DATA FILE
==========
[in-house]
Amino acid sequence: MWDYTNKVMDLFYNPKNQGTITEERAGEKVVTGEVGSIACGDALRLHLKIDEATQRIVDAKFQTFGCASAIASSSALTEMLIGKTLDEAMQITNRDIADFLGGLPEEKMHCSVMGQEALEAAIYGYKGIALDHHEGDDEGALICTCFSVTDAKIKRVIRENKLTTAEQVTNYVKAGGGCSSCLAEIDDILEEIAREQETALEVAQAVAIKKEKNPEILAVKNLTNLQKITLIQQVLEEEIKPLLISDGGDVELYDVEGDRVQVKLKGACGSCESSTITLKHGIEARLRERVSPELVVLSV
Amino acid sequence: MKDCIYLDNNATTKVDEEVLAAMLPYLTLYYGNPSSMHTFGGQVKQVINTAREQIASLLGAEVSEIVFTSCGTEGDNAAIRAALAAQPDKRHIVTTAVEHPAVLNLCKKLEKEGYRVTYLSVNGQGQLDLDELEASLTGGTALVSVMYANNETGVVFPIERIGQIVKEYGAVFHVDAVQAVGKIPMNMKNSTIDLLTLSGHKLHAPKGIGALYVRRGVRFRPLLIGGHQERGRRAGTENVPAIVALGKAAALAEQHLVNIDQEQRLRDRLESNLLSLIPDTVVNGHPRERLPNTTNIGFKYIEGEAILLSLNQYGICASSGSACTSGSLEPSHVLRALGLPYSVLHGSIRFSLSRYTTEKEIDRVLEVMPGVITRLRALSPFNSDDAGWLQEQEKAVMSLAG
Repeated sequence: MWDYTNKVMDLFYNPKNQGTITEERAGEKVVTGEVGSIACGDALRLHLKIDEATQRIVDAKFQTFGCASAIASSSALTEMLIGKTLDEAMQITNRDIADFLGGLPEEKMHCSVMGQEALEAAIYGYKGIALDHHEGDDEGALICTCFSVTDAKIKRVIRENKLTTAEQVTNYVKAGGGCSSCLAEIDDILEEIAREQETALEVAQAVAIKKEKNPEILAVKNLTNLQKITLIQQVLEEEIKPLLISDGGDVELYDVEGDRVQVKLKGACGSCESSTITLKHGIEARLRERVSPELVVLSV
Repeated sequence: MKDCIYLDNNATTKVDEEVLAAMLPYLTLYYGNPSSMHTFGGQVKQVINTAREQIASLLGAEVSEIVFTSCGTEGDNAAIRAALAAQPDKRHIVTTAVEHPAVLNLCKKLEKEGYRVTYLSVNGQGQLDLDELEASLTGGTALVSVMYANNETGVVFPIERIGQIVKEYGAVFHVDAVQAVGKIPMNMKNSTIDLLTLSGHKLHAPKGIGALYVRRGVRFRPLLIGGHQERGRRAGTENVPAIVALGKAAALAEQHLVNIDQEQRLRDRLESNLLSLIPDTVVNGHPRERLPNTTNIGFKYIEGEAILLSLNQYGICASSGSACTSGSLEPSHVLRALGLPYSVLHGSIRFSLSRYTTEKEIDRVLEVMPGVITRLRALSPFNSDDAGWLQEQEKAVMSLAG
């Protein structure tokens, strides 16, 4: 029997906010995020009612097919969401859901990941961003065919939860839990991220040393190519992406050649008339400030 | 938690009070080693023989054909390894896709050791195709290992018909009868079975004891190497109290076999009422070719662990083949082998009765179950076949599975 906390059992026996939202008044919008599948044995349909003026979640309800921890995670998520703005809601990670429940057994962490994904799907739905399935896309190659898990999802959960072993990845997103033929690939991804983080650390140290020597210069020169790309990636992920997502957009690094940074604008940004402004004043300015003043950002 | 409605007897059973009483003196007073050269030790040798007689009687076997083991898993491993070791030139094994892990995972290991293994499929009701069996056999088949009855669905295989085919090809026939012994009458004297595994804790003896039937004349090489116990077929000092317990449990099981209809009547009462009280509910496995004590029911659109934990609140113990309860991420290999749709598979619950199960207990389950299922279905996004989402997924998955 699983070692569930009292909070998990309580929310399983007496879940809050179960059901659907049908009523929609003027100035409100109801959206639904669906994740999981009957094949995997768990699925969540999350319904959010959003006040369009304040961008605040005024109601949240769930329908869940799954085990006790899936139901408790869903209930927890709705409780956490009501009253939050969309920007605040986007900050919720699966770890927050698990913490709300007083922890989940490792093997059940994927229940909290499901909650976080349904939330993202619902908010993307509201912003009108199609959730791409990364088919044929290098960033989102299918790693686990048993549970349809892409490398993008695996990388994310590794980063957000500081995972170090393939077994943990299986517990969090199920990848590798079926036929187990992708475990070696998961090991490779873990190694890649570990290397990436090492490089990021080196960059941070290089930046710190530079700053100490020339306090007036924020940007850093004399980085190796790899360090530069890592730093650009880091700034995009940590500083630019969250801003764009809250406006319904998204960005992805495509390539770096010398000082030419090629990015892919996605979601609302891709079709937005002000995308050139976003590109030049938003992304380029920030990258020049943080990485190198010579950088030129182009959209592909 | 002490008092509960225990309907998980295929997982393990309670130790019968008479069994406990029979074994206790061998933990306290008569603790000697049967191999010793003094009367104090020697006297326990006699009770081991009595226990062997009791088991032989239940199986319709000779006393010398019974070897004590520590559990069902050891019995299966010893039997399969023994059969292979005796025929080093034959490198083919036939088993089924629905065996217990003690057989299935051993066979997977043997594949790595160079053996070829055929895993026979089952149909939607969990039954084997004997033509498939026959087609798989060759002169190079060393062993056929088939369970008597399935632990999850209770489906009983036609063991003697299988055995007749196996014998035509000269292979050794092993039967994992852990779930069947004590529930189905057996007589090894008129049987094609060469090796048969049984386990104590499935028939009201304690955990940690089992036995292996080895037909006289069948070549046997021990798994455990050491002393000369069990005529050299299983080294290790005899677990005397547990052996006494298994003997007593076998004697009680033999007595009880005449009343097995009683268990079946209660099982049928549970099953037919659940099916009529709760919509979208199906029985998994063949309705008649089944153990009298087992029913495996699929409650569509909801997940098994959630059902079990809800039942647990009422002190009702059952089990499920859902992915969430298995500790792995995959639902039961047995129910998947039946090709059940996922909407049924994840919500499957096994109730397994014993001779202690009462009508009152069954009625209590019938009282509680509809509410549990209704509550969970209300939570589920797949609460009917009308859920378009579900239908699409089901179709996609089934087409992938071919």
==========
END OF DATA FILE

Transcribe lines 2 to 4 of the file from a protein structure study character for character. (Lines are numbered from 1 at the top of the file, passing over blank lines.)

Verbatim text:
Amino acid sequence: MWDYTNKVMDLFYNPKNQGTITEERAGEKVVTGEVGSIACGDALRLHLKIDEATQRIVDAKFQTFGCASAIASSSALTEMLIGKTLDEAMQITNRDIADFLGGLPEEKMHCSVMGQEALEAAIYGYKGIALDHHEGDDEGALICTCFSVTDAKIKRVIRENKLTTAEQVTNYVKAGGGCSSCLAEIDDILEEIAREQETALEVAQAVAIKKEKNPEILAVKNLTNLQKITLIQQVLEEEIKPLLISDGGDVELYDVEGDRVQVKLKGACGSCESSTITLKHGIEARLRERVSPELVVLSV
Amino acid sequence: MKDCIYLDNNATTKVDEEVLAAMLPYLTLYYGNPSSMHTFGGQVKQVINTAREQIASLLGAEVSEIVFTSCGTEGDNAAIRAALAAQPDKRHIVTTAVEHPAVLNLCKKLEKEGYRVTYLSVNGQGQLDLDELEASLTGGTALVSVMYANNETGVVFPIERIGQIVKEYGAVFHVDAVQAVGKIPMNMKNSTIDLLTLSGHKLHAPKGIGALYVRRGVRFRPLLIGGHQERGRRAGTENVPAIVALGKAAALAEQHLVNIDQEQRLRDRLESNLLSLIPDTVVNGHPRERLPNTTNIGFKYIEGEAILLSLNQYGICASSGSACTSGSLEPSHVLRALGLPYSVLHGSIRFSLSRYTTEKEIDRVLEVMPGVITRLRALSPFNSDDAGWLQEQEKAVMSLAG
Repeated sequence: MWDYTNKVMDLFYNPKNQGTITEERAGEKVVTGEVGSIACGDALRLHLKIDEATQRIVDAKFQTFGCASAIASSSALTEMLIGKTLDEAMQITNRDIADFLGGLPEEKMHCSVMGQEALEAAIYGYKGIALDHHEGDDEGALICTCFSVTDAKIKRVIRENKLTTAEQVTNYVKAGGGCSSCLAEIDDILEEIAREQETALEVAQAVAIKKEKNPEILAVKNLTNLQKITLIQQVLEEEIKPLLISDGGDVELYDVEGDRVQVKLKGACGSCESSTITLKHGIEARLRERVSPELVVLSV